• Schimke immuno-osseous dysplasia;
  • bone marrow transplantation;
  • genotoxic agents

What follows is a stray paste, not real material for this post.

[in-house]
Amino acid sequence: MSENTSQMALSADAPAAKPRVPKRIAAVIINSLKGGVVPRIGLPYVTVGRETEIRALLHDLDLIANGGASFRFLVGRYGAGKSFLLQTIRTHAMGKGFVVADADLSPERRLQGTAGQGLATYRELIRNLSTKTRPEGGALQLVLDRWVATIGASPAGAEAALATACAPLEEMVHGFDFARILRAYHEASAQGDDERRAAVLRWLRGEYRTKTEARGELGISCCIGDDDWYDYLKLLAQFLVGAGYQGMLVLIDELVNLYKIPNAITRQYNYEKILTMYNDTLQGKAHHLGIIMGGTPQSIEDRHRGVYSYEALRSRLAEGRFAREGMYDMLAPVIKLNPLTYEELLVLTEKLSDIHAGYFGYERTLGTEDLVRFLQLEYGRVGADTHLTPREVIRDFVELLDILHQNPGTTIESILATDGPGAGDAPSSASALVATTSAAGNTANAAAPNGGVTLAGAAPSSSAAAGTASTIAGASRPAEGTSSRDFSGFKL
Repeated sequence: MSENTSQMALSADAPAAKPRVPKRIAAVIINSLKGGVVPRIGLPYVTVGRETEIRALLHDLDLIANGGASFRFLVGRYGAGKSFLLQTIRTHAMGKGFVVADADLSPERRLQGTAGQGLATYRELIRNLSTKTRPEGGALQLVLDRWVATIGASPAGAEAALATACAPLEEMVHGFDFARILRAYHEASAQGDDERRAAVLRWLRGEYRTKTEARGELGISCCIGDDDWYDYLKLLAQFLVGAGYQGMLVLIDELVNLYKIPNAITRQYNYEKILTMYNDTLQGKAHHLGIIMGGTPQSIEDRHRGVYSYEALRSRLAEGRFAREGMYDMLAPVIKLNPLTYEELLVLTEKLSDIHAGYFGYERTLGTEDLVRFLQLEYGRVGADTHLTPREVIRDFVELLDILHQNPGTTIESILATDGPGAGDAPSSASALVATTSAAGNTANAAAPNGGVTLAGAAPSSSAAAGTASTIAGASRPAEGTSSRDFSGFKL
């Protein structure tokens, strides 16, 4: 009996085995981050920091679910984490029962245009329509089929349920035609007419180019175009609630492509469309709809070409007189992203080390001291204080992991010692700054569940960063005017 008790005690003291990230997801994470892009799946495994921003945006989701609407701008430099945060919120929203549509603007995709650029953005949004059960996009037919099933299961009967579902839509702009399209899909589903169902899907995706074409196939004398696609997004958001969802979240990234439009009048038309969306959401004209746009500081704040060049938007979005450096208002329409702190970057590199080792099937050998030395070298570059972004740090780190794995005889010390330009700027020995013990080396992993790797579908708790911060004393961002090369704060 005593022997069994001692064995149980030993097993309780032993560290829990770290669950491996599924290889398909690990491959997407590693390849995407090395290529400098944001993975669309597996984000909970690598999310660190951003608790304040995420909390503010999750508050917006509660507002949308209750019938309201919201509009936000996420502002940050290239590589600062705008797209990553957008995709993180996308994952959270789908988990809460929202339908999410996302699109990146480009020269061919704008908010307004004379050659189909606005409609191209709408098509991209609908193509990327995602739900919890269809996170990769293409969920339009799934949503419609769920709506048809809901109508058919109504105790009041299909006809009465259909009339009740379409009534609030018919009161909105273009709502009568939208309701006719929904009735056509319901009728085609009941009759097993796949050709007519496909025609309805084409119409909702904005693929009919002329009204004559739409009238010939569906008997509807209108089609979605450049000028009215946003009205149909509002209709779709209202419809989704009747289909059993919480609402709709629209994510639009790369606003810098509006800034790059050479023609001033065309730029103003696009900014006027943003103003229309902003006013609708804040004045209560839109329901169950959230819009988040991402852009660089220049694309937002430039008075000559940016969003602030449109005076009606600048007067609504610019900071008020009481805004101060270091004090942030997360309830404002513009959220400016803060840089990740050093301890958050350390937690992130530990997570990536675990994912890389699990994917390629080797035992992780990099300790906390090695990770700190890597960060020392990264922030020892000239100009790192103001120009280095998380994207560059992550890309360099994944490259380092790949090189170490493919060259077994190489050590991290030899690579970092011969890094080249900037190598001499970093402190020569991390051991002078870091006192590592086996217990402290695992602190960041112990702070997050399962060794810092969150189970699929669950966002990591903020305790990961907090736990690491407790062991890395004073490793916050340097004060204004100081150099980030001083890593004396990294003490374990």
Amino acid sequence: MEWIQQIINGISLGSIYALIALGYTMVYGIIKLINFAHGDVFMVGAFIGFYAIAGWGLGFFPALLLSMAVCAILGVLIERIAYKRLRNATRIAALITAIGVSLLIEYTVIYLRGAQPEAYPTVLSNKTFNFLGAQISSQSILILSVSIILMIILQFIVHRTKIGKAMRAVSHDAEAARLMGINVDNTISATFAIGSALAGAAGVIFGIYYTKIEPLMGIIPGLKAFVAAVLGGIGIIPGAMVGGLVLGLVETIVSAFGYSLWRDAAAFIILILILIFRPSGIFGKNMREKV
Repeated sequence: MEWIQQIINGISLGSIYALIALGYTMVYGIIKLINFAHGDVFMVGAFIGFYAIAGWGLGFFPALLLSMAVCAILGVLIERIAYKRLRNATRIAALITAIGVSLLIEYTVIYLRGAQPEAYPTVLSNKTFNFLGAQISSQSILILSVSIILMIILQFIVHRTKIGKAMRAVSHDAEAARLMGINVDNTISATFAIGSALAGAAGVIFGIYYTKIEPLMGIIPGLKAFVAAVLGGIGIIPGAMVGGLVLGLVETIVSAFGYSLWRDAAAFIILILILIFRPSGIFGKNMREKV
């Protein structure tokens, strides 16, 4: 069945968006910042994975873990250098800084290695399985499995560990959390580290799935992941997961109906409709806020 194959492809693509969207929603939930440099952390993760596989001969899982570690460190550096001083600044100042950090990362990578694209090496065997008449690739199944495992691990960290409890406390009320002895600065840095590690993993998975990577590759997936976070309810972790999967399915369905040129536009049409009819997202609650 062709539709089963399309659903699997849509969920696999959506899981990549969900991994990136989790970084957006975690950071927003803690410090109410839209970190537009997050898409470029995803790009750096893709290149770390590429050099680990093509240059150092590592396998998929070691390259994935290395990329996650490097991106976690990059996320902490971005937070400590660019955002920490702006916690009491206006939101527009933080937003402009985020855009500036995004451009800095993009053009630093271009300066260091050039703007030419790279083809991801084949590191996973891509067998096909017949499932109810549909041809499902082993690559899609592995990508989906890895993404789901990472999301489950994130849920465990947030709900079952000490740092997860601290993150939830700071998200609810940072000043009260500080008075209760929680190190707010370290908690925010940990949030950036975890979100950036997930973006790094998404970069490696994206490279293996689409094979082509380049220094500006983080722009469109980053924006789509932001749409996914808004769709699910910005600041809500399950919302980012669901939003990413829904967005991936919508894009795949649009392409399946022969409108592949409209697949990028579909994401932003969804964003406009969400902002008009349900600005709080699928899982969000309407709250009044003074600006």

Schimke immuno-osseous dysplasia (SIOD, OMIM 242900) is a rare autosomal recessive multisystem childhood disorder characterized by short stature, renal failure, T-cell immunodeficiency, and hypersensitivity to genotoxic agents. SIOD is associated with biallelic mutations in SMARCAL1 (SWI/SNF-related matrix-associated actin-dependent regulator of chromatin, subfamily a-like 1), which encodes a DNA stress response enzyme with annealing helicase activity. Two features of SIOD causing much morbidity and mortality are bone marrow failure and T-cell deficiency with the consequent opportunistic infections. To address the safety and efficacy of bone marrow transplantation (BMT) in SIOD, we reviewed the outcomes of the only five SIOD patients known to us in whom bone marrow or hematopoietic stem cell transplantation has been attempted. We find that only one patient survived the transplantation procedure and that the existing indicators of a good prognosis for bone marrow transplantation were not predictive in this small cohort. Given these observations, we also discuss some considerations for the poor outcomes. © 2013 Wiley Periodicals, Inc.